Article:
Merry Christmas, courtesy of Jan Steen
I love this painting:
It's called "Het Sint-Nicolaasfeest" (The Feast of St. Nicholas) by Jan Steen.
I discovered it here: The Flemish Claim To Sinterklaas In America.
Yesterday, December 6th, children in Flanders received gifts. These gifts ostensibly come from Sinterklaas with the aid of his Moor assistant, "Swarte Piet". This tradition had strong Catholic origins, which of course made it anathema to 17th century convicted Calvinists. Thankfully, key members of the Dutch Reformed Church in Nieuw Nederland who had roots in officially Catholic Flanders, were unwilling to give up their cultural traditions. [...]
That inspired me to look up the facts about the painting. I didn't save the links, so I'm going to try to summarize what I read about it from memory.
It's believed to be painted around 1665-1668, and shows a Catholic family celebrating the Feast of St. Nicholas.
"Sinterklaas" would supposedly come down the chimney while everyone slept, and leave goodies in the shoes of the children. But if the children had been naughty, they would get something that wasn't nice. Thus, the fun begins!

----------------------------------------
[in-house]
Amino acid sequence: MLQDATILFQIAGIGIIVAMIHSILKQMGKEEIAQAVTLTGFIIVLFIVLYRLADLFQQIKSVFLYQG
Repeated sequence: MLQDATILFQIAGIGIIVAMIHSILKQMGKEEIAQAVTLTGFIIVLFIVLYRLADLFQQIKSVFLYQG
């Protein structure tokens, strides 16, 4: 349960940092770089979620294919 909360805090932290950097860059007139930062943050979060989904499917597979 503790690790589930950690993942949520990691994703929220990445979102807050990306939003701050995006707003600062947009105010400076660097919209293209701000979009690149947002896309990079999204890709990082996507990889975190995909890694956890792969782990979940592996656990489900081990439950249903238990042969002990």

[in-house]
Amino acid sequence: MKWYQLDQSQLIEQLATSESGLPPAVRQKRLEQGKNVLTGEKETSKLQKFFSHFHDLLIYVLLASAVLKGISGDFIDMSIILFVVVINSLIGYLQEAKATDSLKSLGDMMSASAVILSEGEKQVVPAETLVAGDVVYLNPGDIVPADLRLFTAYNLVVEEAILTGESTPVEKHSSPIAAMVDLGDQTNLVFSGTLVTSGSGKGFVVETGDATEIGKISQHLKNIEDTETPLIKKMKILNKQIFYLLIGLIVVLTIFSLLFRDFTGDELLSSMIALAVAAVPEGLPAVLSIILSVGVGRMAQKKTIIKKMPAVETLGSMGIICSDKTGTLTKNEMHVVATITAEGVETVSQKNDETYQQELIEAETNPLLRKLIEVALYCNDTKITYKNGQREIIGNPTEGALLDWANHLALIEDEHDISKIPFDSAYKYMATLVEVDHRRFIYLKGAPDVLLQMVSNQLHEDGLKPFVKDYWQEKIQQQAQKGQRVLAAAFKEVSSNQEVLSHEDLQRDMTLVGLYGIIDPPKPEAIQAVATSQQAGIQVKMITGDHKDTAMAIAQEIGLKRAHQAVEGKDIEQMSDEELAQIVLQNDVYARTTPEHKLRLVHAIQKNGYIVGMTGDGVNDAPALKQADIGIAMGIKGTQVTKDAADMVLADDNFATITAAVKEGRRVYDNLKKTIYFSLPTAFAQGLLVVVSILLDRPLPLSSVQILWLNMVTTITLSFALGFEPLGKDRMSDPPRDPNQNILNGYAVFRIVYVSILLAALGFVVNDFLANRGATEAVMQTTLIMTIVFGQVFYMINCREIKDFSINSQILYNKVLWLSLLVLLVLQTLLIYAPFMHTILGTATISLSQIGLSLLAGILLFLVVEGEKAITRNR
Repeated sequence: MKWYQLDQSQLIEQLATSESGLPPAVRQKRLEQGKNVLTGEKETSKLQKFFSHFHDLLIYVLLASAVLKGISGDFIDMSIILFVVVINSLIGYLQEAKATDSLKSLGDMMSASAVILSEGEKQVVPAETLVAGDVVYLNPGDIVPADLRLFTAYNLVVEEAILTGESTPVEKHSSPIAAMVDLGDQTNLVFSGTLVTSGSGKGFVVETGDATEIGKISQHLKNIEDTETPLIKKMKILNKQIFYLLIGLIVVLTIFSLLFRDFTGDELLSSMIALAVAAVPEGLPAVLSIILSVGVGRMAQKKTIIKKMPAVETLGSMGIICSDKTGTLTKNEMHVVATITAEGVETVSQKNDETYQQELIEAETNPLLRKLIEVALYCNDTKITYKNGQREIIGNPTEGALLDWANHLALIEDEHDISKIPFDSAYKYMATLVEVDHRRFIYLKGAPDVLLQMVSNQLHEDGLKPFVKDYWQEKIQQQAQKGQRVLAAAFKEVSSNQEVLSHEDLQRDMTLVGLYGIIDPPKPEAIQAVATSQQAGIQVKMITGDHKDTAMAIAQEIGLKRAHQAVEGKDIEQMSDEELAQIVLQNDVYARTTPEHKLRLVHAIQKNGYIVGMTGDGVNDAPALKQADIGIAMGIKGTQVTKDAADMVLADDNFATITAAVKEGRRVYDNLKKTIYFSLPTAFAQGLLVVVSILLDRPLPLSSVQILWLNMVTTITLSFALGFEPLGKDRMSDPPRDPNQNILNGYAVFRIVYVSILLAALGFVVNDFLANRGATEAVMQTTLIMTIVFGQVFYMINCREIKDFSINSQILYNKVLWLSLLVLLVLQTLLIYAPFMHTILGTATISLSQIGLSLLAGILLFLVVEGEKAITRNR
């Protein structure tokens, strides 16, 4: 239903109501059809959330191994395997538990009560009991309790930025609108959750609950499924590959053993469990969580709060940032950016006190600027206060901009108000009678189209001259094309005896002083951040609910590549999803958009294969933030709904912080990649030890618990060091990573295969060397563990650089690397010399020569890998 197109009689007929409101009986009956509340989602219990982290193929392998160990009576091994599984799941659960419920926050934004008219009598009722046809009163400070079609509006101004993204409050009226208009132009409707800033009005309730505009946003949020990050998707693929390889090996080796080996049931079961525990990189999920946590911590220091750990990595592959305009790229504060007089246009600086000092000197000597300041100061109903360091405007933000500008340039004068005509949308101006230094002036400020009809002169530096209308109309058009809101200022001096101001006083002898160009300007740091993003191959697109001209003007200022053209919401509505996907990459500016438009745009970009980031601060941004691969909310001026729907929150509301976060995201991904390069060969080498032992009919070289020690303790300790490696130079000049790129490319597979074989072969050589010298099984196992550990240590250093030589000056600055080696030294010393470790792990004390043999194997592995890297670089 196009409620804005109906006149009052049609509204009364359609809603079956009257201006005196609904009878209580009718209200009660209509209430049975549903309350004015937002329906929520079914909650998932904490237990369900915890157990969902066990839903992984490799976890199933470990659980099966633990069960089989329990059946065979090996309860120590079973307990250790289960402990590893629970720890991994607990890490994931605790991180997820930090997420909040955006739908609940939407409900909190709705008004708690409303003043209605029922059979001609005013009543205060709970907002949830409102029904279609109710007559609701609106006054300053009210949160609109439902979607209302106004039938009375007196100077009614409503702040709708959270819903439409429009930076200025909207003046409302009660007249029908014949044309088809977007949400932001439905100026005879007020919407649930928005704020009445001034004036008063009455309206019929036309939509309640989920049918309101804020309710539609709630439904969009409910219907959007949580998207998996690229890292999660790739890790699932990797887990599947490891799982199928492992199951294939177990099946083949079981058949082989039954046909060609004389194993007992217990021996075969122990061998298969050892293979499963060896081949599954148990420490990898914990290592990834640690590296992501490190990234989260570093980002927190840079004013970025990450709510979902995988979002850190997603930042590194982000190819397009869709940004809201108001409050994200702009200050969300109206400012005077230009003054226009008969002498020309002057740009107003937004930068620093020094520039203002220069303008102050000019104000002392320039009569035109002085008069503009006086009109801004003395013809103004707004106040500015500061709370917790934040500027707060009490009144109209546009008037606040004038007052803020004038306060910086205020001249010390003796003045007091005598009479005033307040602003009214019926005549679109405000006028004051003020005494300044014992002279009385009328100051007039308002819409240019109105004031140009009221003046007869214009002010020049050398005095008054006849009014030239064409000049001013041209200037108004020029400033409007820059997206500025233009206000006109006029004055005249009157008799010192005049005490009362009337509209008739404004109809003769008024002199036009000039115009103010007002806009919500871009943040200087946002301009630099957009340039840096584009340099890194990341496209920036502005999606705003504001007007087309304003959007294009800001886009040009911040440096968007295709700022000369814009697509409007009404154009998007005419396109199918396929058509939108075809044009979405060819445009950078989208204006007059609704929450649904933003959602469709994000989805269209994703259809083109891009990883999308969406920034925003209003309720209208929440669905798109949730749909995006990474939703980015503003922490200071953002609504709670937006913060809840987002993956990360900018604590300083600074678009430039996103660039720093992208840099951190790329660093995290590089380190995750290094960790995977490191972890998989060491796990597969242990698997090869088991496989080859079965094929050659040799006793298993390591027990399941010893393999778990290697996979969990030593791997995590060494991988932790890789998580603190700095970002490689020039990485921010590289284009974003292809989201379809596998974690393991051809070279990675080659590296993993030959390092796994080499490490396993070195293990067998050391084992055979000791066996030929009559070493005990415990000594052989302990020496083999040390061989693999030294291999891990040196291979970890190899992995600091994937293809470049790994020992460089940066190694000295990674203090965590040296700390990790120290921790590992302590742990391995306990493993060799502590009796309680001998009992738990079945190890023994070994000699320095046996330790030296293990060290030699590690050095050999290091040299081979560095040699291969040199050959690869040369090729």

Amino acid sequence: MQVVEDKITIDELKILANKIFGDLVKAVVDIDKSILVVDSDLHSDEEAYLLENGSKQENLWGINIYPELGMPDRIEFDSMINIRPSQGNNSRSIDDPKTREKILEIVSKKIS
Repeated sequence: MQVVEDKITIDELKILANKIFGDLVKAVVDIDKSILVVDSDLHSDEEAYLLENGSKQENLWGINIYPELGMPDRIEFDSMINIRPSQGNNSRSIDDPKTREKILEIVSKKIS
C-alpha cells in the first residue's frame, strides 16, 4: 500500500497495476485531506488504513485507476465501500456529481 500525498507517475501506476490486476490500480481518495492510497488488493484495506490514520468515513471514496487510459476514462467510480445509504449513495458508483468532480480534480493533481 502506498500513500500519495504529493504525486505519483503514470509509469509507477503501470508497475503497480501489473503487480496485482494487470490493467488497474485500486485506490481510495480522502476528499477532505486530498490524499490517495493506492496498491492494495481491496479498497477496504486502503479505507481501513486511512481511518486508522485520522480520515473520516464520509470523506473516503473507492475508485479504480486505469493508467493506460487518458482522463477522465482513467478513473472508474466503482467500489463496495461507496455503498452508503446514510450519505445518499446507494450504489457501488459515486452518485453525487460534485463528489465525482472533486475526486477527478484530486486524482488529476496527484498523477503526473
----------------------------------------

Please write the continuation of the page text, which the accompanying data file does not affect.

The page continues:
See the boy on the left, who's crying? He apparently had been naughty, and got a lump of coal or something equally disappointing in his shoe. Witness the smirking older girl, probably his sister, passing the shoe around for everyone to see. And another sibling, a younger brother, pointing, who's also pleased by his brother's humiliation, in that way that siblings will do. The father can be seen sitting in the background, looking rather pleased with himself.
In the foreground, the mother is doting on a little girl (often described as "spoiled" in most of the descriptions I read), who is clinging to a doll. The doll is supposed to be a saint (I forget the name) who is known for protecting children.
Leaning against the table next to the mother is an odd piece of decorated bread. It's a special loaf made for the feast. The Protestants at one time passed laws forbidding the bread to be made, condemning the practice as "Papist". But apparently the law was largely ignored.
On the right of the painting you can see a young man holding a baby and pointing upward towards the chimney. He's telling the baby the story of Sinterklaas, and how he comes down the chimney bringing gifts. The little pie-faced boy next to them with his mouth wide open, is singing a song of thanks to the Saint, for bringing all the goodies.
And last but not least, in the background you see grandma, who seems to be motioning to the crying boy to come over to her. Does she have something for him behind that curtain? So it will be a happy Christmas for everyone after all!
The expressions on the faces are so realistic, and all the little things going on, the details... it's timeless. I love it!
A high-resolution version can be seen on Wikipedia. Click on the link, then click on the picture to zoom in even closer:
Jan Steen - Het Sint Nicolaasfeest
Merry Christmas, and best wishes to all for the Holidays.